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Comune di Firenze
Coat of arms of Comune di Firenze
Municipal coat of arms
Country Flag of Italy Italy
Region {{{region}}}
Province Florence (FI)
Mayor Leonardo Domenici (Democrats of the Left)
Elevation 50 m
Area 102 km²
 - Total (as of 2006-06-02) 366,488
 - Density 3,593/km²
Time zone CET, UTC+1
Coordinates 43°46′18″N, 11°15′13″E
Gentilic Fiorentini
Dialing code 055
Postal code 50100
Frazioni Galluzzo, Settignano
Patron St. John the Baptist
 - Day June 24

Location of Florence = Tuscany in Italy
Website: www.comune.firenze.it
Historic Centre of Florence1
UNESCO World Heritage Site
A rare snow-covered view of Florence.
State Party Flag of Italy Italy
Type Cultural
Criteria i, ii, iii, iv, vi
Identification #174
Region2 Europe and North America
Inscription History
Formal Inscription: 1982
6th WH Committee Session
WH link: http://whc.unesco.org/en/list/174

1 Name as officially inscribed on the WH List
2 As classified officially by UNESCO

Florence (Italian: Firenze) is the capital city of the region of Tuscany, Italy.
From 1865 to 1870 the city was also the capital of the Kingdom of Italy. Florence lies on the Arno River and has a population of around 400,000 people, plus a suburban population in excess of 200,000 persons. The greater area has some 956,000 people. A center of medieval European trade and finance, the city is often considered the birthplace of the Italian Renaissance and was long ruled by the Medici family. Florence is also famous for its magnificent art and architecture. It is said that, of the 1,000 most important European artists of the second millennium, 350 lived or worked in Florence.[citation needed] The city has also been called the Athens of the Middle Ages.

The historic Centre of Florence was declared a World Heritage Site by the UNESCO in 1982.


[edit] History

Main article: History of Florence

Florence's recorded history began with the establishment in 59 BC of a settlement for Roman former soldiers, with the name Florentia (Flourishing) . Julius Caesar had allocated the fertile soil of the valley of the Arno to his veterans. They built a castrum in a chessboard pattern of an army camp, with the main streets, the cardo and the decumanus, intersecting at the present Piazza della Repubblica. This pattern can still be found in the city center. Florentia was situated at the Via Cassia, the main route between Rome and the North. Through this advantageous position, the settlement could rapidly expand into an important commercial center. Emperor Diocletian made Florentia capital of the province of Tuscia in the 3rd century AD.

St Minias was Florence’s first martyr. He was beheaded at about 250 AD, during the anti-Christian persecutions of the Emperor Decius. The Basilica di San Miniato al Monte now stands near the spot.

The seat of a bishopric from around the beginning of the 4th century AD, the city experienced subsequent turbulent periods of Ostrogothic rule, during which the city was often besieged and ravaged. The population may have fallen to as few as 1,000 persons.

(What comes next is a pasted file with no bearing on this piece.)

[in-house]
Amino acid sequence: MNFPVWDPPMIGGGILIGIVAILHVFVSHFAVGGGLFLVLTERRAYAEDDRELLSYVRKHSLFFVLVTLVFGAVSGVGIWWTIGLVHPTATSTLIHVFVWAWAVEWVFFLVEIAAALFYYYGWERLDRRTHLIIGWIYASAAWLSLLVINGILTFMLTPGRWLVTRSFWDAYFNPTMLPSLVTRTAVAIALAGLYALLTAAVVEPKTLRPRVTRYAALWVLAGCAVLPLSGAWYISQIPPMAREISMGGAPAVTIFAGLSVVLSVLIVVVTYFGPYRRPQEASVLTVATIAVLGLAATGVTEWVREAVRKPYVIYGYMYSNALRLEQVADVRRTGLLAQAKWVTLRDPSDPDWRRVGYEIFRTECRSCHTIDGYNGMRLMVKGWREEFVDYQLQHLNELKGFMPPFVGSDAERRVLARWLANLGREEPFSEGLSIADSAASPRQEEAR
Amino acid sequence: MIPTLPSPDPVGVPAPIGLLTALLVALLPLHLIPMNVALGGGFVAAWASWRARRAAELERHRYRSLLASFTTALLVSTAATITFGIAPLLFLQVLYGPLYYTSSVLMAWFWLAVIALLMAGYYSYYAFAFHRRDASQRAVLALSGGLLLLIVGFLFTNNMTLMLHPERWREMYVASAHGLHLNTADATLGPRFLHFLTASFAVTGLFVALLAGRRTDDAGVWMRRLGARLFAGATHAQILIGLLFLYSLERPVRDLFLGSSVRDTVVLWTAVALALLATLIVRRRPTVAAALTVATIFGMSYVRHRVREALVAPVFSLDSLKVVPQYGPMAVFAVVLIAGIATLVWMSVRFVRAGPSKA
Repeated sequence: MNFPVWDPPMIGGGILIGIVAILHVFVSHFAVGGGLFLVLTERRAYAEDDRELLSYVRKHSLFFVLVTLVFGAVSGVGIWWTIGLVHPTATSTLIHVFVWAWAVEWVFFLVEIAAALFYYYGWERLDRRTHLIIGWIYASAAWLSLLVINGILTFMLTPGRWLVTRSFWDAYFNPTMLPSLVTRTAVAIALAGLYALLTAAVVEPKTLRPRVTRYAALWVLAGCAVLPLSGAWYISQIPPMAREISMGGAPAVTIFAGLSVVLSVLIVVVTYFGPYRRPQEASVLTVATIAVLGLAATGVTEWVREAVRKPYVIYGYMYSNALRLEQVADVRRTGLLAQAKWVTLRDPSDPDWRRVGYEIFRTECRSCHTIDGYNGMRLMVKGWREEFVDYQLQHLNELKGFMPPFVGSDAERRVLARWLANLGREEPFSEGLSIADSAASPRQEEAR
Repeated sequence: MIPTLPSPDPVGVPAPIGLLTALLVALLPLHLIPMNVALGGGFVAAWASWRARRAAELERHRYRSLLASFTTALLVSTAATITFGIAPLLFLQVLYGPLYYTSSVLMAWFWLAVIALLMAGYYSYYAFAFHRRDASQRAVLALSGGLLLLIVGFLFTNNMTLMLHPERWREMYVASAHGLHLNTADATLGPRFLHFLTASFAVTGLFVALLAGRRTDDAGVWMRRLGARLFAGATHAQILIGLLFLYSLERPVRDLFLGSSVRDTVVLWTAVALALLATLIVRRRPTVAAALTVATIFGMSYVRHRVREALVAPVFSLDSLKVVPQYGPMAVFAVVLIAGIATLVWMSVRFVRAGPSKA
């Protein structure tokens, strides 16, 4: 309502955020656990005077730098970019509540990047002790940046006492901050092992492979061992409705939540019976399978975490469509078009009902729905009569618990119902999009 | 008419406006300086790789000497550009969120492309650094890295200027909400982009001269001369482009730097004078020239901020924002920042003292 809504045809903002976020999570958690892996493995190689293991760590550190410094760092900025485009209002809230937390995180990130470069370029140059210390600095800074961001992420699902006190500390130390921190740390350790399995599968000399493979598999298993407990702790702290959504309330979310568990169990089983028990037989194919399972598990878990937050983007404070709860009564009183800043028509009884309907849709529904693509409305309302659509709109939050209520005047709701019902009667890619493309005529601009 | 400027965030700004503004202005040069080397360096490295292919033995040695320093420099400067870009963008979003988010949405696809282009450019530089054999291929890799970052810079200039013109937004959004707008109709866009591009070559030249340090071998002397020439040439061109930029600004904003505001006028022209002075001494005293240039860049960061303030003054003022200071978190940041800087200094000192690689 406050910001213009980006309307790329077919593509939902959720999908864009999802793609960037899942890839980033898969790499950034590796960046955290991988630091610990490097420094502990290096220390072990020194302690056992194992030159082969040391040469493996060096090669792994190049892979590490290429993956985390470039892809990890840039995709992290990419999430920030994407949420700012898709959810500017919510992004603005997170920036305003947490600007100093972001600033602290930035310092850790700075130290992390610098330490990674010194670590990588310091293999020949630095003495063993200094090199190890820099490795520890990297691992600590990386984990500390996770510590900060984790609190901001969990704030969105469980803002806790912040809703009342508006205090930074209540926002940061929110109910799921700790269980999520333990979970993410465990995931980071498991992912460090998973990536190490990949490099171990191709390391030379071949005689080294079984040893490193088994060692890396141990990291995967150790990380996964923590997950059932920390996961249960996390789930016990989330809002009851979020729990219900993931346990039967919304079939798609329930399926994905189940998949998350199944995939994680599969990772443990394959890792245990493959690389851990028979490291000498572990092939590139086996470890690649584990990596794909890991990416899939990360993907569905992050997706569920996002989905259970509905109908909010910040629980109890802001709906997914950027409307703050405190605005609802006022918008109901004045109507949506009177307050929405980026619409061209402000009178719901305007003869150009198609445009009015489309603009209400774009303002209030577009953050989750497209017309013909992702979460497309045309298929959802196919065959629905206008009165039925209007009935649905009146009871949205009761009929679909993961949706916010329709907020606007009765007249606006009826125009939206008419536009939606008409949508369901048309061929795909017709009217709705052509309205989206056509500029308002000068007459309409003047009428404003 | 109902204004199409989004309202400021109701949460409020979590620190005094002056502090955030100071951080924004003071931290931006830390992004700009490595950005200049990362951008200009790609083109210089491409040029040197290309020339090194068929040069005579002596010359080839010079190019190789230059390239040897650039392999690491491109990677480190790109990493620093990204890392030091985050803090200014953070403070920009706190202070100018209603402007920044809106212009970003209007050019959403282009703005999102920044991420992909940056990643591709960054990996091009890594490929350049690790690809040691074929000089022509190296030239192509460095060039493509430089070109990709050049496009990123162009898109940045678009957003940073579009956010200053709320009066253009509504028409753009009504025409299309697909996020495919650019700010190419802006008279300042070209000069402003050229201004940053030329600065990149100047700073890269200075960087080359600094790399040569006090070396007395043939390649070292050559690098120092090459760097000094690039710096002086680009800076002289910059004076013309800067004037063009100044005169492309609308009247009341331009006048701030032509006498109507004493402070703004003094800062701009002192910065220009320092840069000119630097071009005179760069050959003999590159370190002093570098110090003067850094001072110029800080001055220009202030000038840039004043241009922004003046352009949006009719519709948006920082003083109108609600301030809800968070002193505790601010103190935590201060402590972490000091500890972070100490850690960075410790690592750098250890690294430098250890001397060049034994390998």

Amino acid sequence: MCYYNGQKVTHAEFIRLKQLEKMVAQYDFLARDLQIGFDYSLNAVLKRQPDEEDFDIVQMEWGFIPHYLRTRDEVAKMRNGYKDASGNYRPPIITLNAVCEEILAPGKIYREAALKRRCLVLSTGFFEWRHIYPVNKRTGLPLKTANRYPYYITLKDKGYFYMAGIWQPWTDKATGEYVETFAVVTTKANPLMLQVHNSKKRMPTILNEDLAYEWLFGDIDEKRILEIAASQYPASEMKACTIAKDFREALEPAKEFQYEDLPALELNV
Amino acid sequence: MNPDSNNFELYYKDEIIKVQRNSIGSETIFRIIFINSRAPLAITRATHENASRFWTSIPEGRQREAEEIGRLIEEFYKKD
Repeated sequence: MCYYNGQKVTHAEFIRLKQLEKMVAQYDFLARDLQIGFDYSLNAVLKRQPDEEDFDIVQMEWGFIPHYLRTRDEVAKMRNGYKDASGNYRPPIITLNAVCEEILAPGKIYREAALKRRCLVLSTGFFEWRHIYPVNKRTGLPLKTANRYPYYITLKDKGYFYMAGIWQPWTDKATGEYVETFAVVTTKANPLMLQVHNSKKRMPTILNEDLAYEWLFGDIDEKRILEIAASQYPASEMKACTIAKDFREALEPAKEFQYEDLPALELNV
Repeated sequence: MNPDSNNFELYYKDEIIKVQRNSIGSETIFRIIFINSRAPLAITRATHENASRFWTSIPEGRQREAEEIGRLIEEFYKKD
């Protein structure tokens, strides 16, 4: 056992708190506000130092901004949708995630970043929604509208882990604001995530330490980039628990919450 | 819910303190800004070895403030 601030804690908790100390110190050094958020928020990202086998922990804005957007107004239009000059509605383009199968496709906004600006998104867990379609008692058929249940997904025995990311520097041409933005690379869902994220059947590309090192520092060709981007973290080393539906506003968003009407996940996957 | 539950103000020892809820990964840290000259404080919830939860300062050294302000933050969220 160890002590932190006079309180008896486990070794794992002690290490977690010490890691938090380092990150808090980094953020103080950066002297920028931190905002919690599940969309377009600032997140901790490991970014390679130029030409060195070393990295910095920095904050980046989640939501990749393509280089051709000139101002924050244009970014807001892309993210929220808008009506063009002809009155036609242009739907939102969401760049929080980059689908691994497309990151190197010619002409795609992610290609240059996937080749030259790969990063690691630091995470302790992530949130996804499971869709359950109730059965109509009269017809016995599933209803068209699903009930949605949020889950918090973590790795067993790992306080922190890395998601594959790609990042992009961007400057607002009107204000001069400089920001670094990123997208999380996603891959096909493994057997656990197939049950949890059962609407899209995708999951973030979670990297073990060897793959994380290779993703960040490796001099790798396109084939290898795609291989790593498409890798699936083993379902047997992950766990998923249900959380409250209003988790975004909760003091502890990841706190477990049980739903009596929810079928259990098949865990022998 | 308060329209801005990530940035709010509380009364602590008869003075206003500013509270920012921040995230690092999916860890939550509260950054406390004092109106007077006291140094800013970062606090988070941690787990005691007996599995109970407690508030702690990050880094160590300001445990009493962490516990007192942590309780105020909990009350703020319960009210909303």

Peace returned under Lombard rule in the 6th century. Conquered by Charlemagne in 774, Florence became part of the duchy of Tuscany, with Lucca as capital. Population began to grow again and commerce prospered. In 854, Florence and Fiesole were united in one county.

Margrave Hugo chose Florence as his residency instead of Lucca at about 1000 AD. This initiated the Golden Age of Florentine art. In 1013, construction began on the Basilica di San Miniato al Monte. The exterior of the baptistry was reworked in Romanesque style between 1059 and 1128.

Piazza della Repubblica in Florence.
Piazza della Repubblica in Florence.

Pisa (defeated by Genoa in 1284 and subjugated by Florence in 1406 [1]), and the exercise of power by the mercantile elite following an anti-aristocratic movement, led by Giano della Bella, that resulted in a set of laws called the Ordinances of Justice (1293).

Of a population estimated at 80,000 before the Black Death of 1348, about 25,000 are said to have been supported by the city's wool industry: in 1345 Florence was the scene of an attempted strike by wool combers (ciompi), who in 1378 rose up in a brief revolt against oligarchic rule in the Revolt of the Ciompi. After their suppression, Florence came under the sway (1382-1434) of the Albizzi family, bitter rivals of the Medici. Cosimo de' Medici was the first Medici family member to essentially control the city from behind the scenes. Although the city was technically a democracy of sorts, his power came from a vast patronage network along with his alliance to the new immigrants, the gente nuova. The fact that the Medici were bankers to the pope also contributed to their rise. Cosimo was succeeded by his son Piero, who was shortly thereafter succeeded by Cosimo's grandson, Lorenzo in 1469. Lorenzo was a great patron of the arts, commissioning works by Michelangelo, Leonardo da Vinci and Botticelli.

Following the death of Lorenzo in 1492, he was succeeded by his son Piero II. When the French king Charles VIII invaded northern Italy, Piero II chose to resist his army. But when he realised the size of the French army at the gates of Pisa, he had to accept the humiliating conditions of the French king. These made the Florentines rebel and they expelled Piero II. With his exile in 1494, the first period of Medici rule ended with the restoration of a republican government.